Student leaders, gay rights group testify against controversial bill

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Student leaders and a Texas-based gay rights advocacy group voiced opposition Wednesday to a bill that would allow student organizations to exclude members based on race, gender or sexual orientation.

As filed, the bill would cut state funding to higher education institutions that require student organizations, including religious organizations, to “allow any student enrolled at the institution to participate in the organization, regardless of the student’s beliefs or status, including race, gender and sexual orientation.”

Speaking to the Texas House Higher Education Committee, which left the bill pending, State Rep. Matt Krause, R-Fort Worth, the bill’s author, said a substituted version of the bill eliminates mention of race, gender and sexual orientation. He said the bill was intended to prevent members who joined the organization for the purpose of undermining the organization from keeping their membership and attaining leadership positions.

“It was never our intent for this bill to approve of discriminatory practices or things of that nature,” Krause said. “We only wanted to make sure that student organizations on campuses of higher learning were not forced to accept into their ranks people who would seek to undermine or devalue the original stated purpose for which they were created in the first place.”

Although the substituted version of the bill omits mention of race, gender and sexual orientation, opponents still submitted critical testimony. Many said they had not seen the committee substitute, which was not made available before the meeting.

Mackenzie Massey, president of UT’s chapter of the Texas Freedom Network, an organization that supports civil liberties, said she believes the bill would violate the University’s core purpose to “transform lives for the benefit of society.”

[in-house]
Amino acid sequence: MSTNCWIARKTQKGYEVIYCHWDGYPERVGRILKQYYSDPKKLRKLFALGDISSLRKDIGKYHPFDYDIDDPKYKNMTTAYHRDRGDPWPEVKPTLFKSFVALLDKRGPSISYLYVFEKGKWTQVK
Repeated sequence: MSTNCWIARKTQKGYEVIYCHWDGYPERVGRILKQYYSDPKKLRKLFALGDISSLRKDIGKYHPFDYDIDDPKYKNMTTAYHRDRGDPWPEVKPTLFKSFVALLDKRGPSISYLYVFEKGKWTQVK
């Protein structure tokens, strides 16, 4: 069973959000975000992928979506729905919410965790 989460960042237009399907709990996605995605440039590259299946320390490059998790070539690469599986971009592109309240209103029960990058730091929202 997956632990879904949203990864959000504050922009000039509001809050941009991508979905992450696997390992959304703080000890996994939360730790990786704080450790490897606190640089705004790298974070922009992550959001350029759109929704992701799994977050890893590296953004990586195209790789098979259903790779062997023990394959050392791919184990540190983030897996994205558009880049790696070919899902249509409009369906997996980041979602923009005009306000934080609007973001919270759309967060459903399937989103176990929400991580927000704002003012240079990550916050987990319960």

“Discriminating against students based on the color of their skin, the people they build romantic relationships with or the gender marker on their birth certificate does not help transform lives for the benefit of society,” Massey said.

UT’s policy regarding membership in registered student organizations states that organizations may not deny membership “on the basis of race, color, religion, national origin, gender, age, disability, citizenship, veteran status, sexual orientation, gender identity or gender expression.”

However, the policy does state that “an organization created primarily for religious purposes may restrict the right to vote or hold office to persons who subscribe to the organization’s statement of faith.”

Daniel Williams, field organizer and legislative specialist at Equality Texas, an LGBT lobbying organization, said the bill grants religious student organizations the exclusive ability to exclude members based on race, gender and sexual orientation.

“Universities are workshops of ideas, laboratories of thought … we need a wide variety of viewpoints to exist within the university,” Williams said. “But privileging one viewpoint over another negates that idea.”